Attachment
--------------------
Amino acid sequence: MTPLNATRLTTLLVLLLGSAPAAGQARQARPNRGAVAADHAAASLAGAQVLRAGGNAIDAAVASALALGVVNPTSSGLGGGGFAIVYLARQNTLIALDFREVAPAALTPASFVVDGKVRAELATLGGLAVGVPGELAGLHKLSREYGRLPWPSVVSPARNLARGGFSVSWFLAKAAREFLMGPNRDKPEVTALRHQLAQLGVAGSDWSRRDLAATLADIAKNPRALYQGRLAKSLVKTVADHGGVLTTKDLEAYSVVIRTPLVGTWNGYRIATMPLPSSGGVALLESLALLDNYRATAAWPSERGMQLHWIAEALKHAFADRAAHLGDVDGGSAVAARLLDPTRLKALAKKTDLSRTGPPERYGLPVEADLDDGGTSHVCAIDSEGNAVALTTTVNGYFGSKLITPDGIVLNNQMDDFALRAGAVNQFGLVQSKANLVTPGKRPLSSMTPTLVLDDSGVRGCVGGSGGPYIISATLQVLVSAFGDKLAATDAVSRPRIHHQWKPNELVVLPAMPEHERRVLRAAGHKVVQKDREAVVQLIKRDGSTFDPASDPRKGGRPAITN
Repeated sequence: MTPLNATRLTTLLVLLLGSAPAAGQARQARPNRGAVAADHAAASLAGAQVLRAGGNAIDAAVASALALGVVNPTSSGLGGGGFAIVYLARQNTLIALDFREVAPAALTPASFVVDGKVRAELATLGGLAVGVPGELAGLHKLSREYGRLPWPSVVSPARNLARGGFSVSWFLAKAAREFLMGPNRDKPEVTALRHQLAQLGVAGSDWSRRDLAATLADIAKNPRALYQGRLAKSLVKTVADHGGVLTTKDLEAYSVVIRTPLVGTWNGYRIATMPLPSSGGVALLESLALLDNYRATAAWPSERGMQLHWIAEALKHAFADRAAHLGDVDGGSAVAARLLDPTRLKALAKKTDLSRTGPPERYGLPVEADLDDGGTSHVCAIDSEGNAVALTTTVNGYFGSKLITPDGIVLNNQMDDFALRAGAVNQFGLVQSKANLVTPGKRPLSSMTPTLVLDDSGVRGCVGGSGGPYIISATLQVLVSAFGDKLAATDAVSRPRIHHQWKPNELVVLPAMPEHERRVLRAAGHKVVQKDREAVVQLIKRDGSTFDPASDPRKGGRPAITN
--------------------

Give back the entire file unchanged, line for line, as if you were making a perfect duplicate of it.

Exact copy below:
Amino acid sequence: MTPLNATRLTTLLVLLLGSAPAAGQARQARPNRGAVAADHAAASLAGAQVLRAGGNAIDAAVASALALGVVNPTSSGLGGGGFAIVYLARQNTLIALDFREVAPAALTPASFVVDGKVRAELATLGGLAVGVPGELAGLHKLSREYGRLPWPSVVSPARNLARGGFSVSWFLAKAAREFLMGPNRDKPEVTALRHQLAQLGVAGSDWSRRDLAATLADIAKNPRALYQGRLAKSLVKTVADHGGVLTTKDLEAYSVVIRTPLVGTWNGYRIATMPLPSSGGVALLESLALLDNYRATAAWPSERGMQLHWIAEALKHAFADRAAHLGDVDGGSAVAARLLDPTRLKALAKKTDLSRTGPPERYGLPVEADLDDGGTSHVCAIDSEGNAVALTTTVNGYFGSKLITPDGIVLNNQMDDFALRAGAVNQFGLVQSKANLVTPGKRPLSSMTPTLVLDDSGVRGCVGGSGGPYIISATLQVLVSAFGDKLAATDAVSRPRIHHQWKPNELVVLPAMPEHERRVLRAAGHKVVQKDREAVVQLIKRDGSTFDPASDPRKGGRPAITN
Repeated sequence: MTPLNATRLTTLLVLLLGSAPAAGQARQARPNRGAVAADHAAASLAGAQVLRAGGNAIDAAVASALALGVVNPTSSGLGGGGFAIVYLARQNTLIALDFREVAPAALTPASFVVDGKVRAELATLGGLAVGVPGELAGLHKLSREYGRLPWPSVVSPARNLARGGFSVSWFLAKAAREFLMGPNRDKPEVTALRHQLAQLGVAGSDWSRRDLAATLADIAKNPRALYQGRLAKSLVKTVADHGGVLTTKDLEAYSVVIRTPLVGTWNGYRIATMPLPSSGGVALLESLALLDNYRATAAWPSERGMQLHWIAEALKHAFADRAAHLGDVDGGSAVAARLLDPTRLKALAKKTDLSRTGPPERYGLPVEADLDDGGTSHVCAIDSEGNAVALTTTVNGYFGSKLITPDGIVLNNQMDDFALRAGAVNQFGLVQSKANLVTPGKRPLSSMTPTLVLDDSGVRGCVGGSGGPYIISATLQVLVSAFGDKLAATDAVSRPRIHHQWKPNELVVLPAMPEHERRVLRAAGHKVVQKDREAVVQLIKRDGSTFDPASDPRKGGRPAITN